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Veterinary Forum May 2008 (Vol 25, No 5)

Clinical Report: Atopic dermatitis—every little bit adds up

by Sophia Yin, DVM, MS (Animal Science)

    A common misstep generalists make when diagnosing atopic dermatitis is to rely on an intradermal skin or serum test to make the diagnosis, according to dermatologists. The experts say they understand that the serum test is quick and easy when the waiting room is full, but atopic dermatitis should be diagnosed by considering the clinical signs and history of the animal.

    "The only reason for doing an allergy test is if you are going to put the animal on immunotherapy," explains Lowell Ackerman, DVM, DACVD, MBA, MPA, clinical professor of dermatology and allergy at Tufts University Cummings School of Veterinary Medicine in North Grafton, Mass. "There is no diagnostic test for atopic dermatitis. It's a judgment call that is made in the exam room based on age, breed and clinical presentation."

    One strategy, he adds, is allergen avoidance, which can be done more easily with indoor allergens because it is near impossible to avoid pollen.

    Rosanna Marsella, DVM, DACVD, associate professor of veterinary dermatology at the University of Florida College of Veterinary Medicine in Gainesville, agrees. The test, she says, is to determine which allergens to include in the vaccine.

    Ackerman says that both serum and skin testing have their place in determining the immunotherapy mix, but there is variability among laboratories that interpret the serum test and make the vaccine.

    "When each lab is deciding what they are going to use as their test substance, there is variability, as each lab uses different allergens and, in some cases, different techniques," he explains.

    "There is nothing wrong with that. I use the blood test. It is simple to do, but it takes more work to interpret the results — blood tests tend to yield more false-positive results than intradermal skin testing does, so you need to be careful in correlating the results with the clinical history of your patient. Just remember, we are treating animals, not lab results."

    Ackerman adds that veterinarians should spend time deciding what goes into the immunotherapy serum. "The only allergens that should go into the immunotherapy mix are the ones that agree with the animal's clinical history. The biggest mistake that most veterinarians make is when they tell the lab, 'Put whatever is positive into the treatment mix.' You dilute the important allergens when you do that."

    Treatment

    Corticosteroids still have their place in atopic disease management, the experts say. The drugs work well, temper the flare-up and provide immediate relief, but try to use the lowest dose possible to avoid adverse effects. Ackerman says he likes Temaril-P (trimeprazine"prednisolone, Pfizer Animal Health) because it allows lower dosing.

    Marsella adds that immune modulators, such as cyclosporine (Atopica, Novartis Animal Health), signal a new approach for atopic disease — to modulate the inflammatory factors rather than just control or suppress inflammation.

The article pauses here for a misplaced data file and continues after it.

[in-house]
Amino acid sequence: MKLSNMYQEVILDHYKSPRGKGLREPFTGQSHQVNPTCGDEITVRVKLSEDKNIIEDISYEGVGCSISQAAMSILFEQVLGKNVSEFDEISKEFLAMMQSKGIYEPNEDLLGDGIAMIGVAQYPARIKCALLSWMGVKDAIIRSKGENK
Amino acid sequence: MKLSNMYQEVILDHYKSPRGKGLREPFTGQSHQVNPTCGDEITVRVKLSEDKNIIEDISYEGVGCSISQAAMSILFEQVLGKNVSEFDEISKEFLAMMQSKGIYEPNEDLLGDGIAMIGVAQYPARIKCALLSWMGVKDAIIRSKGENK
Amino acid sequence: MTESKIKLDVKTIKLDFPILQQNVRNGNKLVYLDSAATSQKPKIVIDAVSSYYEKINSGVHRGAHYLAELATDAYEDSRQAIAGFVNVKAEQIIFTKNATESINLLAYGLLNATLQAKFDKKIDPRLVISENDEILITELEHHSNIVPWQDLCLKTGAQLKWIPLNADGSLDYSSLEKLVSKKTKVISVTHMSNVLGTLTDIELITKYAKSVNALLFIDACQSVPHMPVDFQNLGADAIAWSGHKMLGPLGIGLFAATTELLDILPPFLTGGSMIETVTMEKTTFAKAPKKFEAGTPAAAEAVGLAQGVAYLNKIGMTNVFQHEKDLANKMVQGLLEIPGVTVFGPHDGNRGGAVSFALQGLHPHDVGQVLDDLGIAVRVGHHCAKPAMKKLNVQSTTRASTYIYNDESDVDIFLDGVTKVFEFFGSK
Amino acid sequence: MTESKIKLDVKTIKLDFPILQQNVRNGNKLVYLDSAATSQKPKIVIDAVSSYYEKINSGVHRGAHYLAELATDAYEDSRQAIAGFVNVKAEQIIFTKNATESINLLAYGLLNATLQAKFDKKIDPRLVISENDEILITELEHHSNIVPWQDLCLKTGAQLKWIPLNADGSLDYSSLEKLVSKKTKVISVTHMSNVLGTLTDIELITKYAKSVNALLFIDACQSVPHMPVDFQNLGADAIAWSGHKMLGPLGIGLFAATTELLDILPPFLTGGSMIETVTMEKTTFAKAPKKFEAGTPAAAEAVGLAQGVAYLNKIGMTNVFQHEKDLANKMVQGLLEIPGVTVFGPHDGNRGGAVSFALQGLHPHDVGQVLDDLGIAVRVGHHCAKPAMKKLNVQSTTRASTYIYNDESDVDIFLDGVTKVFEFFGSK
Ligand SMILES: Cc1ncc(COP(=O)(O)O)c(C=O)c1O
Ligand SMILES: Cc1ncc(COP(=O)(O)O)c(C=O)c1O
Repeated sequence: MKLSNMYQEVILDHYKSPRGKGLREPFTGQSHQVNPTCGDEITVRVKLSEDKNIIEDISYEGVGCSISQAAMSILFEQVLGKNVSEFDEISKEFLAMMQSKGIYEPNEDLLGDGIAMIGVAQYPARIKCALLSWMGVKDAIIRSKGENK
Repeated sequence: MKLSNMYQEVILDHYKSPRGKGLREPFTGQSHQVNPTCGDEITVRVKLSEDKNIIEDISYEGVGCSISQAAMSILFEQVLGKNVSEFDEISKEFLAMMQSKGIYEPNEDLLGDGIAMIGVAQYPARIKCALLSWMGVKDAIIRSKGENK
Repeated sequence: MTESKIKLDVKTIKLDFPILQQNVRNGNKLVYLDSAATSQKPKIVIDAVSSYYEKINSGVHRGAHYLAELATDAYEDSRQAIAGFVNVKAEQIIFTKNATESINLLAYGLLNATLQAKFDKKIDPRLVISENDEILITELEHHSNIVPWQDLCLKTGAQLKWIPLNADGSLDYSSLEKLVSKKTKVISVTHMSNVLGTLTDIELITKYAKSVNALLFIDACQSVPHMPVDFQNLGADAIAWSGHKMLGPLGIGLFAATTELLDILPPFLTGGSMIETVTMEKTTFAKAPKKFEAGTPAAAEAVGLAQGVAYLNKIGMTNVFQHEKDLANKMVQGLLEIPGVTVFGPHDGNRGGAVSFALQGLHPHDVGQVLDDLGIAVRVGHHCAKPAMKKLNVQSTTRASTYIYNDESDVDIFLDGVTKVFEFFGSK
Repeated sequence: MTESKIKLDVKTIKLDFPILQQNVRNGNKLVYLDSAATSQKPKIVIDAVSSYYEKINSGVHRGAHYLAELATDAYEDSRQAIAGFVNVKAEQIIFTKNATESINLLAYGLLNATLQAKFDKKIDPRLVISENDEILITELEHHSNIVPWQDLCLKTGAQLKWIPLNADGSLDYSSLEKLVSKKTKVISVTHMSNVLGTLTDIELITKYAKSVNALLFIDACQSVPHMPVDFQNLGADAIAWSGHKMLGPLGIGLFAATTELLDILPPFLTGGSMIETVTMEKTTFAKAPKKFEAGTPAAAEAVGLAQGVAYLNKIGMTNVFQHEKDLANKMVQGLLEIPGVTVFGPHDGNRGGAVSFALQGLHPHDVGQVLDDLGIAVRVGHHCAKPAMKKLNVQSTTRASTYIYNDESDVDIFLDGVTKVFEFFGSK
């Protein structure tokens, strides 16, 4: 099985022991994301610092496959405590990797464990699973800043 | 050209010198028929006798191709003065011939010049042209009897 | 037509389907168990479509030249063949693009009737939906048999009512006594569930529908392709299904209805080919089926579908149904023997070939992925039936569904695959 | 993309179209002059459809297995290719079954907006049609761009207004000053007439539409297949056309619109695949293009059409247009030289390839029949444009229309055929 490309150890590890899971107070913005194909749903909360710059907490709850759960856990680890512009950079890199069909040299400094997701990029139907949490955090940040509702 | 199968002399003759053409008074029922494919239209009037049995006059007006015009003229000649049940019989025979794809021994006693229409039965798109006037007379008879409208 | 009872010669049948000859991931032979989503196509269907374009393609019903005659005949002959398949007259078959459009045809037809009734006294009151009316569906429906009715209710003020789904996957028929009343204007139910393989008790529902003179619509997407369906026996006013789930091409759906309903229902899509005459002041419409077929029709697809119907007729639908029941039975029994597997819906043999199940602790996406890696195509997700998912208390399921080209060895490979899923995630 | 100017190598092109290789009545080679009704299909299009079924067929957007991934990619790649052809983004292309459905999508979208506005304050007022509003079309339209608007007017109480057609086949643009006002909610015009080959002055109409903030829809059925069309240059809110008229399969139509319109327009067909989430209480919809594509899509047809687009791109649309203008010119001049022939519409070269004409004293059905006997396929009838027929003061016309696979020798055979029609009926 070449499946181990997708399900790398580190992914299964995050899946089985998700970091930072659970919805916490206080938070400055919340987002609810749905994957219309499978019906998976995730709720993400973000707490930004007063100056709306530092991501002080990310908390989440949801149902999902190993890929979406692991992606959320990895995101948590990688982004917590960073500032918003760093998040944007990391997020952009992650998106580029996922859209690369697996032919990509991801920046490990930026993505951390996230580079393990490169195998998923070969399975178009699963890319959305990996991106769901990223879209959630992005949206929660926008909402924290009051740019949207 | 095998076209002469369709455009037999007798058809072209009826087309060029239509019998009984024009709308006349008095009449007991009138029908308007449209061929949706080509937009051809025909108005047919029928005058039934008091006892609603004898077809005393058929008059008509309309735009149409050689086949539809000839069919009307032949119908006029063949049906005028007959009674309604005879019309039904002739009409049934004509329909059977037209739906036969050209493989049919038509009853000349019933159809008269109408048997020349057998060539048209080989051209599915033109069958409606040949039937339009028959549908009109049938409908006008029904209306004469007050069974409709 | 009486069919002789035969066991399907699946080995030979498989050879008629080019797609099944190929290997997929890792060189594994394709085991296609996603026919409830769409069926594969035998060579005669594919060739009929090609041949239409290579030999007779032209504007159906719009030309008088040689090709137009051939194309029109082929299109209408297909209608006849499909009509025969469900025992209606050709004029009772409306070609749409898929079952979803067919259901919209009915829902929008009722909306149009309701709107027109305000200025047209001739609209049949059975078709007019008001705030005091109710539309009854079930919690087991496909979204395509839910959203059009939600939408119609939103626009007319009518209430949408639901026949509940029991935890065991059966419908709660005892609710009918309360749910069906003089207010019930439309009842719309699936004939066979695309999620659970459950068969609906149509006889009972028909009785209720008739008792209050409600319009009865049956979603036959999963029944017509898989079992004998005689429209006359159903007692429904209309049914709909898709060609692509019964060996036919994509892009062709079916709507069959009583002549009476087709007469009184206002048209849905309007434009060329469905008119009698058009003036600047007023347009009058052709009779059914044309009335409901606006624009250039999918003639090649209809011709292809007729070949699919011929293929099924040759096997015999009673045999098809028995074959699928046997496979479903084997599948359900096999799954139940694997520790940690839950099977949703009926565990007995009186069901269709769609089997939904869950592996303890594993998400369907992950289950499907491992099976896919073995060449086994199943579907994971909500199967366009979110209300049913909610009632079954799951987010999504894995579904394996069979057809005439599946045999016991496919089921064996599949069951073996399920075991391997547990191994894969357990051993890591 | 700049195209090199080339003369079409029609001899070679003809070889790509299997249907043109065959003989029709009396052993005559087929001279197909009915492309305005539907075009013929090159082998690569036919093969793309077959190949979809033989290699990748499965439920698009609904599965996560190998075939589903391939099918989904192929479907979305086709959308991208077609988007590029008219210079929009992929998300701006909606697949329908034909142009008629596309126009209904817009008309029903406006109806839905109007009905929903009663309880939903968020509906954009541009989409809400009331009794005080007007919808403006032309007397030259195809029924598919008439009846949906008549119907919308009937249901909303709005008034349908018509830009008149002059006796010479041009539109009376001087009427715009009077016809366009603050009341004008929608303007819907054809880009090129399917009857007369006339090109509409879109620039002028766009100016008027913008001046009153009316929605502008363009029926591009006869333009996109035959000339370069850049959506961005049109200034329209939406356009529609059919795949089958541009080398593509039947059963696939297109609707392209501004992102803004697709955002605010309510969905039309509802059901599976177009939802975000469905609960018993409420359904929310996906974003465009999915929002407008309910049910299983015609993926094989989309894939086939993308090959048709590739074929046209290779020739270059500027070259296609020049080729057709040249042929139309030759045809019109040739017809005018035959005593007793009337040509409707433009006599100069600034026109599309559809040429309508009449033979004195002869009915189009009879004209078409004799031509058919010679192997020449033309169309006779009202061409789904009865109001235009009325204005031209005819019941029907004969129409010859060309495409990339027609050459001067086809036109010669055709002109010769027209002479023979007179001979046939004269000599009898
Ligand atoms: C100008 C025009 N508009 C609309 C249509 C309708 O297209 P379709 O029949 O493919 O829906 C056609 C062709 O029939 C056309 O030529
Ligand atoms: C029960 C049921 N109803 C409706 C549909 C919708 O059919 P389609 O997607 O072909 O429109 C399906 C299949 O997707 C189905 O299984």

"Although we have this effective drug available, it is not a substitution for a workup," warns Marsella, who is a member of the Veterinary Forum Editorial Board.

    Researchers hope to eventually develop treatments that modulate the barrier function of the skin, but for now a multimodal approach is best. There are many options, including immunotherapy, corticosteroids, cyclosporine, antihistamines, fatty acids, shampoos, lotions and creams, etc. "Soothing products that we have been using contain phytosphingosine, one of the key elements of lipid composition," Marsella says, adding that these products can improve the lipid composition of the skin.

    However, the mechanism of action remains under investigation. One clinical trial showed the antipruritic effects of this therapy, Marsella adds, "but we need to figure out how this works. At this point, modulation of the barrier function is only a hypothesis."

    "We mix and match any and all of these to get the best effect with the least amount of drugs," explains Ackerman, who also is a member of the Forum board.

    Any approach needs constant monitoring and adjustment, he says. "What I tell veterinarians about this disease is that it is no different from managing a diabetic dog or a dog with chronic arthritis. You would not take a diabetic dog, send it home with insulin and say, 'I'll see you in a year.' Even with well-controlled dogs — I see them four times a year," Ackerman says.

    Owner has to be part of management team

    Owner education is important, Ackerman adds. Veterinarians must make sure that owners realize two things: atopic disease takes time to sort out, and dogs do not outgrow it. "They need to be managed forever," he warns.

    Ackerman says that building up a tolerance, when using immunotherapy, can take a long time — sometimes up to 8 months — and that's only if it works. "The success rate is 65% to 75%, and it probably takes a year to get there," he explains. "When the animal is thumping, the answer is not 'Let's start immunotherapy.'

    "The first thing you have to do is get the animal comfortable," he says. "You don't have the luxury of waiting for immunotherapy to work. You have to manage them medically."

    Marsella adds that atopic disease should be thought of as multifactorial. "Most of the atopic dogs also have food allergy , and they often have secondary infections. Every little thing is additive, so the best thing that clinicians can do is treat all the factors."

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